Clean air free of particulate matter is not only good for our health but also for the economy
Smoking is injurious to health, but that has not deterred Nepali men from indulging in it. And Nepali women in the rural areas are just as likely to enjoy a puff. According to Nepal Demographic Health Survey 2016, 27 per cent of Nepali males and six per cent of females smoke. Add to this outdoor and indoor pollution, dust and biomass fuels for cooking and heating, and you have a perfect recipe for lung damage, leading to chronic obstructive pulmonary disease (COPD), which is the most prevalent non-communicable disease among the Nepalis today. According to a recent survey conducted by Nepal Health Research Council, the prevalence of COPD was slightly higher among men than in women – at 12.6 per cent and 11 per cent respectively. While smoking, including passive exposure, is the primary cause, non-smoking women are just as prone to COPD because they spend a lot of time in poorly ventilated kitchens that are heavy with smoke from the burning of biomass fuels, namely firewood, straw and dung patties, in traditional cook stoves.
The symptoms of COPD are shortness of breath, especially during physical activity, wheezing, chest tightness and having to clear your throat first thing in the morning due to excess mucus in your lungs. COPD can cause many complications if not treated in time. They range from respiratory infection – with patients becoming susceptible to colds, flu and pneumonia, making breathing difficult – to heart problem, lung cancer, high blood pressure and depression. COPD is particularly worrisome because of the dust and poor air quality in Nepal’s cities, especially Kathmandu. The capital,with its heavy construction taking place everywhere, has failed to improve the quality of its air, and has become one of the most polluted cities in the world. As the Kathmandu Valley is bowl-shaped, in winter, the highly-polluted air gets trapped and descends on the city, swelling the number of patients suffering from respiratory diseases, especially children. The burden of COPD will only keep increasing if the country doesn’t take effective measures to improve the situation.
Can CODP be prevented? Quite unlike other diseases, doctors say it can be. The first suggestion is to quit smoking. This is difficult for those who have tried and failed. But if one keeps trying, there is no reason why they cannot. They can take recourse to programmes being run by individuals and organisations that help people to quit smoking with excellent results. In the countryside, improved cook stoves can cut down on the amount of smoke being generated in the kitchen. Biogas plants are a success story with more than 750,000 already installed across the country. The focus of such measures should now be on provinces like Karnali, where the COPD prevalence rate is high, at 25 per cent. As for controlling the dust and air pollution in the cities, this will require great political will. Clean air free of particulate matter is not only good for our health but also for the economy. If only Kathmandu’s air were to be cleaner, many more tourists would be visiting this country. The onus of keeping our cities clean and healthy lies as much on the citizens as on the government.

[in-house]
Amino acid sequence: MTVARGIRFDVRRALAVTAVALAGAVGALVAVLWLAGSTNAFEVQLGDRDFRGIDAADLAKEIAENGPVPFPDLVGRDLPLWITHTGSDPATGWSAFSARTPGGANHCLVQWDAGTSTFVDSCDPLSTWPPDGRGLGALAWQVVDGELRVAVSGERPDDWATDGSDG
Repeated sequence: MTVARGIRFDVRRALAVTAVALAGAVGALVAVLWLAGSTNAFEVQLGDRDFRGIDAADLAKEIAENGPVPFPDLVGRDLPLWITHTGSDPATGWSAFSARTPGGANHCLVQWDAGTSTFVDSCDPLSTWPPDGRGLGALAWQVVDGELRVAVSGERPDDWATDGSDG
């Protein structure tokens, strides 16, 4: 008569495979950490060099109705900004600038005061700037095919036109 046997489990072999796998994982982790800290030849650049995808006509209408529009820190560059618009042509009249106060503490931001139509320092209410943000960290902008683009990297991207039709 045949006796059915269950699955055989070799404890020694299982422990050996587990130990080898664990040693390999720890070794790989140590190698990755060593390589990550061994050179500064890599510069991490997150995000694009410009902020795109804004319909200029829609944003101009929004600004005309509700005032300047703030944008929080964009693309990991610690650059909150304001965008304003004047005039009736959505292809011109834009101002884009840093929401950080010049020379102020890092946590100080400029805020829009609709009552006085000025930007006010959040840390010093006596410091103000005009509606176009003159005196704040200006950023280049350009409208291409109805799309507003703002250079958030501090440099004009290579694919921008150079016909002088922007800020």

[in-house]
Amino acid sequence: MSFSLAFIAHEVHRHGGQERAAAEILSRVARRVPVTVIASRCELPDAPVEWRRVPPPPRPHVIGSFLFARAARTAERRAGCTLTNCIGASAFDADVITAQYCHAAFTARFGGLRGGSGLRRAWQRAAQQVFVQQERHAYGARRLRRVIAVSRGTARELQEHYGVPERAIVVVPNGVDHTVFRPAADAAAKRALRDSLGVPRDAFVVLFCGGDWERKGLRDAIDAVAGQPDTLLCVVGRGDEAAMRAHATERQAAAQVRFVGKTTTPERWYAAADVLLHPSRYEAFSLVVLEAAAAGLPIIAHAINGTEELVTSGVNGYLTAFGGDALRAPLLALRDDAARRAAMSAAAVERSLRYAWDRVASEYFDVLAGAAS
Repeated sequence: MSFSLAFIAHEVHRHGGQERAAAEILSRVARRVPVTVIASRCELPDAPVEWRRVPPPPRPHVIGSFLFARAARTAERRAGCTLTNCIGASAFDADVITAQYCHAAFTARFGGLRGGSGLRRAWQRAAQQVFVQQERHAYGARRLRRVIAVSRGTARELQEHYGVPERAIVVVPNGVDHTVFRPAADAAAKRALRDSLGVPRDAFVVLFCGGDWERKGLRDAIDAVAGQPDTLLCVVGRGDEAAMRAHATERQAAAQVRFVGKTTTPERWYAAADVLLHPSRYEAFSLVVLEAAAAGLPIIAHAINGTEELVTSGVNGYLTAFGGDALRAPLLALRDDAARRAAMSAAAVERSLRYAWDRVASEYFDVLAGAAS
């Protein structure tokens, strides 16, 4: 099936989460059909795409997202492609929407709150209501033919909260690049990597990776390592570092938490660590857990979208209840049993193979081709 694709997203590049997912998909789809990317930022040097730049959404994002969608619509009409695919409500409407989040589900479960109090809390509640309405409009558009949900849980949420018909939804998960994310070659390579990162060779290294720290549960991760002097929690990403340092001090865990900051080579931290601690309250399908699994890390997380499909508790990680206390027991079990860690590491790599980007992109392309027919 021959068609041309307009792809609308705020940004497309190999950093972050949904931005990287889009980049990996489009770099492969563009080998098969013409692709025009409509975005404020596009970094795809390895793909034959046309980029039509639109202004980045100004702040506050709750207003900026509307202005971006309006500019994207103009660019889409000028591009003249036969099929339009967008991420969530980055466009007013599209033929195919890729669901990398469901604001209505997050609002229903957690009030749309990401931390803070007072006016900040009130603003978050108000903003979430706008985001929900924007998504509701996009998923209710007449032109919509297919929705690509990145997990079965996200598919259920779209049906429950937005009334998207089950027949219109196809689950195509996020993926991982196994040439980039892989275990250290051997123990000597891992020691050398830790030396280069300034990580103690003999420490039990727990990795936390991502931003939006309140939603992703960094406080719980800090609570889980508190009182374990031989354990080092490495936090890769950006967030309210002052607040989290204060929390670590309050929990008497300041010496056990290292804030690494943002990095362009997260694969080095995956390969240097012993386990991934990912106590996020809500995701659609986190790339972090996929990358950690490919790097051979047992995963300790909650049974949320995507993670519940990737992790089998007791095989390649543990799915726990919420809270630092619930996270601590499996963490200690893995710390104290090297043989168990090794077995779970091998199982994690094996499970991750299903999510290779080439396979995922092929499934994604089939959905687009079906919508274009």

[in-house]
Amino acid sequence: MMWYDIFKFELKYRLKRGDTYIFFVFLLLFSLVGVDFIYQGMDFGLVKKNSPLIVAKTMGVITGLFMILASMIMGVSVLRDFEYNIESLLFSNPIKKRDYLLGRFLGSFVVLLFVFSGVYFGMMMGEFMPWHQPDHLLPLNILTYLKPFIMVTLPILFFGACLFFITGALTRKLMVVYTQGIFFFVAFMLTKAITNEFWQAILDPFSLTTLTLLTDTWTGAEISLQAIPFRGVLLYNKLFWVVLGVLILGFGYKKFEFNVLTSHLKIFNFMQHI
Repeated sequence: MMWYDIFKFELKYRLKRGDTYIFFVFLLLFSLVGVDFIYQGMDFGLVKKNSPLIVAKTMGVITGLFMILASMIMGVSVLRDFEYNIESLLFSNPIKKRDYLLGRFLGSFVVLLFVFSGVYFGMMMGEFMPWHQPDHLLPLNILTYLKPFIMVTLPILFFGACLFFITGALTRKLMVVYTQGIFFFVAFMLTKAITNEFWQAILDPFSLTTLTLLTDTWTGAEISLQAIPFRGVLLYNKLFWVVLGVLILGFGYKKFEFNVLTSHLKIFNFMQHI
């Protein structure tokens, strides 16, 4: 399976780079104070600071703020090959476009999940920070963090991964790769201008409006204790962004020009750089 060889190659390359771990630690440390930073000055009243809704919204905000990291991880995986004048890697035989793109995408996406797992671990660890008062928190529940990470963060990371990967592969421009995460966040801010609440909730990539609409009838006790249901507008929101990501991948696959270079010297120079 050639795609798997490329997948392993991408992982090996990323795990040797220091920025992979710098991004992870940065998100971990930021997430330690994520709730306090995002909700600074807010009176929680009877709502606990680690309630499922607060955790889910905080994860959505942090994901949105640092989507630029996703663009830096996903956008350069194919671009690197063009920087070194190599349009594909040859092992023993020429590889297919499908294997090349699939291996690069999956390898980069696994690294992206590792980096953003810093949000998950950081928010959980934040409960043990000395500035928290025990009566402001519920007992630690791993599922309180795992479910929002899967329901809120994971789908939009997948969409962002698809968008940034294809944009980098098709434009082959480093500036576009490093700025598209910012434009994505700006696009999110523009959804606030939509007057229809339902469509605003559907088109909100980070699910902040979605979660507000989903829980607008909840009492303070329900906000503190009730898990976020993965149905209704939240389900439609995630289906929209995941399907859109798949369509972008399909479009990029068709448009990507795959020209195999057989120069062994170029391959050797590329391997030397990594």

he economy Create jobs within The policies and programmes of the government have envisaged providing job opportunities within the country by creating a conducive environment for more investment in the productive sectors. However, the secretariat of the Foreign Employment Promotion Board (FEPB), under the Ministry of Labour, Employment and Social Security, aims at giving free vocational training to aspirant migrant workers. FEPB has already selected 15 private firms to train the migrant workers under 19 different categories. Altogether, 15,000 individuals will be provided vocational skills for free during this fiscal. The government has allocated Rs 2.5 million to provide such trainings to them. What about the other youths who want to start their own business within the country? No doubt, the skilled youths will get better salary and benefits compared to the unskilled ones abroad. The government should focus more on creating jobs in the country by imparting them with life skills. Nobody can start an enterprise simply by receiving trainings for three to four months. We need to set up at least one polytechnic institute in each of the provinces so that they can receive vocational training and start their own enterprises within their
A version of this article appears in print on November 25, 2019 of The Himalayan Times.